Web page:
DCCC is partially funded through tax programs maintained by the respective school districts of Delaware County:

School district sponsorship allows students and residents of each sponsoring school district to access DCCC's courses and degree programs for a reduced tuition rate.

Academics and programs[edit]

DCCC has an open admissions policy and accepts life experience as credits.[3] In addition to its associate and certificate degree programs, DCCC offers non-credit enrichment, job training and certification courses through its Continuing Education program.[41]

Inside the DCCC campus

DCCC has dual admissions agreements with several four-year universities in the Philadelphia area that allow students to automatically transfer after completing an associate degree. Villanova University offers a Guaranteed Admissions program and West Chester University and Temple University each offer a Letter of Intent Program.

DCCC has one of the largest KEYS (Keystone Education Yields Success) programs in the state of Pennsylvania. The government-funded program helps students who are Temporary Assistance for Needy Families (TANF) and/or Supplemental Nutrition Assistance Program (SNAP) recipients achieve their career and economic goals.[42][43]

Student Life[edit]

Student Body[edit]

As of fall 2019, DCCC's student body consists of 10,073 students. There are 27 percent full time and 73 percent part time students.[3]

Demographics of student body in fall 2019[3]
Full and Part Time Students U.S. Census[a][44]
International 1% N/A
Multiracial American 5% 2.8%
Black/African American 28% 13.4%
American Indian and Alaska Native 0% 1.3%
Asian 5% 5.9%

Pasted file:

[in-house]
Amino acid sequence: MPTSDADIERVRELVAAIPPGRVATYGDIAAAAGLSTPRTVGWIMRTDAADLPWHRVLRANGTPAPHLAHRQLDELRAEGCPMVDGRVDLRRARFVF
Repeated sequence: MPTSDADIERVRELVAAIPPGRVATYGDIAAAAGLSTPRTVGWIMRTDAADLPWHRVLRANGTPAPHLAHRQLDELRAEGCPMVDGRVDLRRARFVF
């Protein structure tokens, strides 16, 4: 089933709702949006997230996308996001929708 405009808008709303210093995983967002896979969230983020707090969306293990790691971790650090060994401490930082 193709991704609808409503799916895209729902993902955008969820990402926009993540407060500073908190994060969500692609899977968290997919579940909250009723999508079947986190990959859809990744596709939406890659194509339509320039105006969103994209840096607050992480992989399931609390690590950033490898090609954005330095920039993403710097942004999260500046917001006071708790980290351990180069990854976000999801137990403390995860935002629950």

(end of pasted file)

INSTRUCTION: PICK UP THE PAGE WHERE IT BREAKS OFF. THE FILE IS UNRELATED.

Non-Hispanic White American 52% 60.1%
Hispanic/Latino American 2% 18.5%
Native Hawaiian and Other Pacific Islander 0% 0.2%
Other/Unknown 6% N/A

Organizations[edit]

More than 30 student clubs and organizations operate at DCCC, including student government, special interest and service organizations.[45]

Cultural groups on campus include: American Sign Language Club, Black Student Union, Campus Bible Fellowship, LatinX Student Association, LGBTQ+ Club, Multicultural Club and Mutual Africa. The Sexuality and Gender Awareness (SAGA) Club is headquartered at the Pennocks Bridge campus.[45]

Publications[edit]

The Communitarian, DCCC's independent student-alumni newspaper, originally began as a mimeographed sheet in 1967. It is published four times each semester and features work by current and former students of the Fundamentals of Journalism courses offered at DCCC.[5][46]

Pegasus, a student-run literary magazine published each spring, features literary works by DCCC students.[47]

The Student Writing Journal, a peer reviewed online journal, features superior academic works by DCCC students.[48]